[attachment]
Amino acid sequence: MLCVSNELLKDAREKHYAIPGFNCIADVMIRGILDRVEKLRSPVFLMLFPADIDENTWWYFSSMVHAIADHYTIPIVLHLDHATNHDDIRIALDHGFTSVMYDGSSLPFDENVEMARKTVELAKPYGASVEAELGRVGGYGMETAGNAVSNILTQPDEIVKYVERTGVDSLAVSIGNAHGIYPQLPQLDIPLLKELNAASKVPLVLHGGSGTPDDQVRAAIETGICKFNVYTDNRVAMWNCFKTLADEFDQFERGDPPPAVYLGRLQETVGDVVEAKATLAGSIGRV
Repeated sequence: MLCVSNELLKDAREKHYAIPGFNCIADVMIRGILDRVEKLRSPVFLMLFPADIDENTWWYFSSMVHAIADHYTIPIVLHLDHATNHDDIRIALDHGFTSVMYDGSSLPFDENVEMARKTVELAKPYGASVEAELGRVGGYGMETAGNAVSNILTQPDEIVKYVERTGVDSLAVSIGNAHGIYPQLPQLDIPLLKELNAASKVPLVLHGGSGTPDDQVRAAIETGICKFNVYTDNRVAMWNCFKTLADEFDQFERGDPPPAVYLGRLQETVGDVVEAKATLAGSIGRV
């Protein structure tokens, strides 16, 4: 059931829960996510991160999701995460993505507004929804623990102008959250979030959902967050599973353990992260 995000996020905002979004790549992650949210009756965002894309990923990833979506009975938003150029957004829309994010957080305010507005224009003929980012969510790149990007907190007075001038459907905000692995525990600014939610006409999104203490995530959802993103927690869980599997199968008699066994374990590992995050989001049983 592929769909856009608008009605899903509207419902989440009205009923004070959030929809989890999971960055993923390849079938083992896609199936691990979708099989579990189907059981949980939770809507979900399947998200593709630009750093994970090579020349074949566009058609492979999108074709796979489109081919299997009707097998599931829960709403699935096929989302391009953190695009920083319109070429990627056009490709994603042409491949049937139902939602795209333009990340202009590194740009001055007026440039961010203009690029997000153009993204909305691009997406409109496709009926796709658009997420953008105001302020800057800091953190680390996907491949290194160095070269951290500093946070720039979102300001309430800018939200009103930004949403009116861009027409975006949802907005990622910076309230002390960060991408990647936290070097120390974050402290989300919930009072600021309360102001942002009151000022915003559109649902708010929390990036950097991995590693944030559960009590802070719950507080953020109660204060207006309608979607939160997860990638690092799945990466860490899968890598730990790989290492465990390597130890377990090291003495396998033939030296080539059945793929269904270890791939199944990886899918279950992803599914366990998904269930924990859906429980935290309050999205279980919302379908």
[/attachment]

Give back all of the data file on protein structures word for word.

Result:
Amino acid sequence: MLCVSNELLKDAREKHYAIPGFNCIADVMIRGILDRVEKLRSPVFLMLFPADIDENTWWYFSSMVHAIADHYTIPIVLHLDHATNHDDIRIALDHGFTSVMYDGSSLPFDENVEMARKTVELAKPYGASVEAELGRVGGYGMETAGNAVSNILTQPDEIVKYVERTGVDSLAVSIGNAHGIYPQLPQLDIPLLKELNAASKVPLVLHGGSGTPDDQVRAAIETGICKFNVYTDNRVAMWNCFKTLADEFDQFERGDPPPAVYLGRLQETVGDVVEAKATLAGSIGRV
Repeated sequence: MLCVSNELLKDAREKHYAIPGFNCIADVMIRGILDRVEKLRSPVFLMLFPADIDENTWWYFSSMVHAIADHYTIPIVLHLDHATNHDDIRIALDHGFTSVMYDGSSLPFDENVEMARKTVELAKPYGASVEAELGRVGGYGMETAGNAVSNILTQPDEIVKYVERTGVDSLAVSIGNAHGIYPQLPQLDIPLLKELNAASKVPLVLHGGSGTPDDQVRAAIETGICKFNVYTDNRVAMWNCFKTLADEFDQFERGDPPPAVYLGRLQETVGDVVEAKATLAGSIGRV
């Protein structure tokens, strides 16, 4: 059931829960996510991160999701995460993505507004929804623990102008959250979030959902967050599973353990992260 995000996020905002979004790549992650949210009756965002894309990923990833979506009975938003150029957004829309994010957080305010507005224009003929980012969510790149990007907190007075001038459907905000692995525990600014939610006409999104203490995530959802993103927690869980599997199968008699066994374990590992995050989001049983 592929769909856009608008009605899903509207419902989440009205009923004070959030929809989890999971960055993923390849079938083992896609199936691990979708099989579990189907059981949980939770809507979900399947998200593709630009750093994970090579020349074949566009058609492979999108074709796979489109081919299997009707097998599931829960709403699935096929989302391009953190695009920083319109070429990627056009490709994603042409491949049937139902939602795209333009990340202009590194740009001055007026440039961010203009690029997000153009993204909305691009997406409109496709009926796709658009997420953008105001302020800057800091953190680390996907491949290194160095070269951290500093946070720039979102300001309430800018939200009103930004949403009116861009027409975006949802907005990622910076309230002390960060991408990647936290070097120390974050402290989300919930009072600021309360102001942002009151000022915003559109649902708010929390990036950097991995590693944030559960009590802070719950507080953020109660204060207006309608979607939160997860990638690092799945990466860490899968890598730990790989290492465990390597130890377990090291003495396998033939030296080539059945793929269904270890791939199944990886899918279950992803599914366990998904269930924990859906429980935290309050999205279980919302379908």